InterContinental New York Barclay has reopened following an extensive $180 million, 20-month top-to-bottom renovation with more than 420,000-sq.-ft. of redesigned interiors.
The Barclay hotel introduces a more open and inviting lobby leading to a new Carrara marble grand staircase. The redesigned property also features 704 guestrooms and suites reminiscent of a classic Park Ave. home, an expansive Club InterContinental and 15,000 sq. ft. of redesigned meetings and events spaces. The hotel’s new Gin Parlour offers 88 premium gins alongside other preferred wines and spirits, as well as a new locally sourced menu.
“As one of the iconic heritage properties for the InterContinental brand, The Barclay represents a rich history of luxury travel in New York City. While this history is strong and prolific, the needs and wants of the modern traveler have evolved through the decades. Bringing modern design and functionality, a signature bar that serves classic gin cocktails with a unique twist and elegant meeting and event space, the revitalized Barclay showcases today’s intercontinental life to travelers and locals alike,” said Jason Moskal, VP, lifestyle brands, The Americas, IHG.
“The InterContinental New York Barclay has been a Manhattan feature for more than 90 years. The hotel’s introduction to the city’s skyline coincided with the debut of famous landmarks, such as the Chrysler Building, Saks Fifth Avenue and Bergdorf Goodman. While the rejuvenation of the Barclay inspires us to look back and reflect on the hotel’s storied past, it also allows the hotel to open a new chapter, welcoming a new generation of globally-minded guests who are looking for a residential-style New York escape,” said Hervé Houdré, general manager, InterContinental New York Barclay.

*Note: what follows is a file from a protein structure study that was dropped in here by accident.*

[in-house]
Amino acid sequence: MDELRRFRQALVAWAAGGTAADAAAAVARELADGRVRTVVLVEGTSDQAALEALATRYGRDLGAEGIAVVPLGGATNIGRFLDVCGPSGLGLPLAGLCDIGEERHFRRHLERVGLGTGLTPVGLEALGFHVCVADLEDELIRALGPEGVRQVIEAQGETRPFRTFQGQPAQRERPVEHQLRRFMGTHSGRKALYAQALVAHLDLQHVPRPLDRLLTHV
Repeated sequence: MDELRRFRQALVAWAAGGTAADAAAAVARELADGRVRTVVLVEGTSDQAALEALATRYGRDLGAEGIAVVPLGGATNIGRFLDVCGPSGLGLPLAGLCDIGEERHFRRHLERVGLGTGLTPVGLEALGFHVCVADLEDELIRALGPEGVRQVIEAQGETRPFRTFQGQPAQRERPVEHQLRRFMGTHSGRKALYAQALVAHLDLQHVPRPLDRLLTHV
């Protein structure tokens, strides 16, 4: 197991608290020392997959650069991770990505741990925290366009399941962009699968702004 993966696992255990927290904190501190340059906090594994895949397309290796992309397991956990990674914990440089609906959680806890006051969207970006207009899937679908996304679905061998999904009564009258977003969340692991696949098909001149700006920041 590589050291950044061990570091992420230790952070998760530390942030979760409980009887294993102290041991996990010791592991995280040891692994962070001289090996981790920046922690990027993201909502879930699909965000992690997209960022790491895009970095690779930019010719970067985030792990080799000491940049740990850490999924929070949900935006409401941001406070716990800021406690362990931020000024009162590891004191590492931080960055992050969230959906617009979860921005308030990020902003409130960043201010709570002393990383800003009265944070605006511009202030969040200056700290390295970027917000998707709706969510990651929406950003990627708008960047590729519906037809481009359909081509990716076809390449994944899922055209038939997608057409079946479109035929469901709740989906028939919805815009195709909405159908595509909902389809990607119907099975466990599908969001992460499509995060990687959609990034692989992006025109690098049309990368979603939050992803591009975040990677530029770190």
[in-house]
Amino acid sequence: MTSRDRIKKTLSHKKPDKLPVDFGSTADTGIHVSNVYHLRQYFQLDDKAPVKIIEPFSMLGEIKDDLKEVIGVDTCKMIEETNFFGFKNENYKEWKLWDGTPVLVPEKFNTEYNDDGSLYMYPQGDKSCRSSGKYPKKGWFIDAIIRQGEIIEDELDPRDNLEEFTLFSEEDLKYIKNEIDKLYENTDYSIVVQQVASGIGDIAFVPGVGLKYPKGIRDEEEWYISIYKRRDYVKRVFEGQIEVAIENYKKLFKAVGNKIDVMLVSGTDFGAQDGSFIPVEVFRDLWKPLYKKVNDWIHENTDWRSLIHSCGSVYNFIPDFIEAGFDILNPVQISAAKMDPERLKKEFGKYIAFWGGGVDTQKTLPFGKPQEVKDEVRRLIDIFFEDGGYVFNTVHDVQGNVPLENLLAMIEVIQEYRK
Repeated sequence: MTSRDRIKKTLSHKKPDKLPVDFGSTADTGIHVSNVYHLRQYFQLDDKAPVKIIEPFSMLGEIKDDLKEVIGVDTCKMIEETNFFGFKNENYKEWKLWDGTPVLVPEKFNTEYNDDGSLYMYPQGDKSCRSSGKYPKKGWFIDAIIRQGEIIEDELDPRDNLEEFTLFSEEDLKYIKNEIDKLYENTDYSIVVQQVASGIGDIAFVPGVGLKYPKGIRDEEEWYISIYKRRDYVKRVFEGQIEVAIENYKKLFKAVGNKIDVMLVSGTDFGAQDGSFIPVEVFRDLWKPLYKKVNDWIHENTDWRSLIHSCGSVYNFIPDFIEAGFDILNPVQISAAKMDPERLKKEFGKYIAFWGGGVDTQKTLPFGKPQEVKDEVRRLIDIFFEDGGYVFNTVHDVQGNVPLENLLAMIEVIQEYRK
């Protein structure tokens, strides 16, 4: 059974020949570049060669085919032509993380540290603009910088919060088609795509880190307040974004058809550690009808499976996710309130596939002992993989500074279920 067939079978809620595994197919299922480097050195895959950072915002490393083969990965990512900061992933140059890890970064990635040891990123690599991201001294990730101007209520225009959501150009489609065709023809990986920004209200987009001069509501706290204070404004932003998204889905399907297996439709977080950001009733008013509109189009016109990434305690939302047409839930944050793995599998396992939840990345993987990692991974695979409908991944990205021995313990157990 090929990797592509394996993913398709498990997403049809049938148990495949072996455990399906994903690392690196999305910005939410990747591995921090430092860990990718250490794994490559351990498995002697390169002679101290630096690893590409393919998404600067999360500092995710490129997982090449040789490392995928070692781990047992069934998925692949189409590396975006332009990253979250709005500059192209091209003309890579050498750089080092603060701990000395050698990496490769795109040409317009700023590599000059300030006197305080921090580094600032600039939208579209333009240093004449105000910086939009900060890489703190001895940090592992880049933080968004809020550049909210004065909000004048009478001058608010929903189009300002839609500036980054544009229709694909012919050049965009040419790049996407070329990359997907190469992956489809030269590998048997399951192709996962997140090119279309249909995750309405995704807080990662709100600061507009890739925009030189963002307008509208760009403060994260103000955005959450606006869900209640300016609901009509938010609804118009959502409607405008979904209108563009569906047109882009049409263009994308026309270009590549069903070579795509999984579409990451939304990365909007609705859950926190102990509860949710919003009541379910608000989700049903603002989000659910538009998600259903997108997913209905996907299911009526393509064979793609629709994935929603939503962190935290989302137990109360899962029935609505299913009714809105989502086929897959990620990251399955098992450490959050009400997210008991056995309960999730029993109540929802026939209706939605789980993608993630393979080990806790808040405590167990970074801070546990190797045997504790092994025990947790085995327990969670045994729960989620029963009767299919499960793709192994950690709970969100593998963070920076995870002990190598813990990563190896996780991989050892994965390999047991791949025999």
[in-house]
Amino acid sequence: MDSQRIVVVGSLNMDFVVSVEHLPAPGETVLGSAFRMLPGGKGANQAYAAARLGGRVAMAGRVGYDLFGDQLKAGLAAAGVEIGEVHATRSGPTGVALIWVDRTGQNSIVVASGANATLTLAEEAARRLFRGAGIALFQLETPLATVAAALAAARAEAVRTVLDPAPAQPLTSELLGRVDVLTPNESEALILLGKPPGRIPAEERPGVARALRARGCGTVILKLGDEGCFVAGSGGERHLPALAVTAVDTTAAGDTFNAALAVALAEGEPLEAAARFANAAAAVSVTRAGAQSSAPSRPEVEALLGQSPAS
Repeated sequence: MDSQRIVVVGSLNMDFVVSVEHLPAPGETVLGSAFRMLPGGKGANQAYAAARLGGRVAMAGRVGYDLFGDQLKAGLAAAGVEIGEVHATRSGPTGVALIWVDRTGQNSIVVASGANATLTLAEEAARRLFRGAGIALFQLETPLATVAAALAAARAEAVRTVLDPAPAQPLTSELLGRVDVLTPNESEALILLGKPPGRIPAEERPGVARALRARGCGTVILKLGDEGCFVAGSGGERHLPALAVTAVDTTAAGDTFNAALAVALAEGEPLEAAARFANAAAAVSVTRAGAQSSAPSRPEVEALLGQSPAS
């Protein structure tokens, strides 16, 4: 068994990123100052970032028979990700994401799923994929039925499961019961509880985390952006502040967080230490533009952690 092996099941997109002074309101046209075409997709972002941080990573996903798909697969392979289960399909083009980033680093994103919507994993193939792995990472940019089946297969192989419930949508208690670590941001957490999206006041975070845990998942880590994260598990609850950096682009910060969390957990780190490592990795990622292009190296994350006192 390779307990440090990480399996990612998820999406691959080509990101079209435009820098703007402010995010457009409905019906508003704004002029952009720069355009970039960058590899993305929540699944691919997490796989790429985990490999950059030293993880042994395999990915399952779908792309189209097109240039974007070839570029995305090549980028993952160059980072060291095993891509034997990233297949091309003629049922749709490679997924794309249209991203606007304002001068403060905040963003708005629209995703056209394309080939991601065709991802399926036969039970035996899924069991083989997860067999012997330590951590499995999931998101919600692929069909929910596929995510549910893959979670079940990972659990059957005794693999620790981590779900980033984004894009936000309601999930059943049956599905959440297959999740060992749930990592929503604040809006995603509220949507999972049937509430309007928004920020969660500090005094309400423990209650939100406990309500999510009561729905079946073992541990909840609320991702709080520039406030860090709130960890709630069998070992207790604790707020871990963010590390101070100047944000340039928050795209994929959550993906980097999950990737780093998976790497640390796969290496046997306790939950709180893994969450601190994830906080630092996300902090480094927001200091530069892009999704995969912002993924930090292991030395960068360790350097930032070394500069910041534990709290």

Cross & Cross, the architectural firm behind Fifth Ave.’s Tiffany & Co. building, originally designed the Barclay. Under the direction of IHG Design Studio, architects Stonehill + Taylor, interior design firm HOK (formerly BBGM) and Shawmut Construction worked together to restore and enhance the property’s original style, while adding contemporary touches.
Artwork was selected to reflect the hotel’s 1920s legacy. Antique maps and early 19th century Hudson River School landscapes are featured throughout The Barclay’s public spaces and guestrooms. Period details such as classical urns, sculptures and busts, as well as damask and rinceau patterns can be seen throughout the hotel. In keeping with the Federalist design motif, eagle medallion door plates are affixed on each guestroom, a feature that has been preserved from the original Barclay.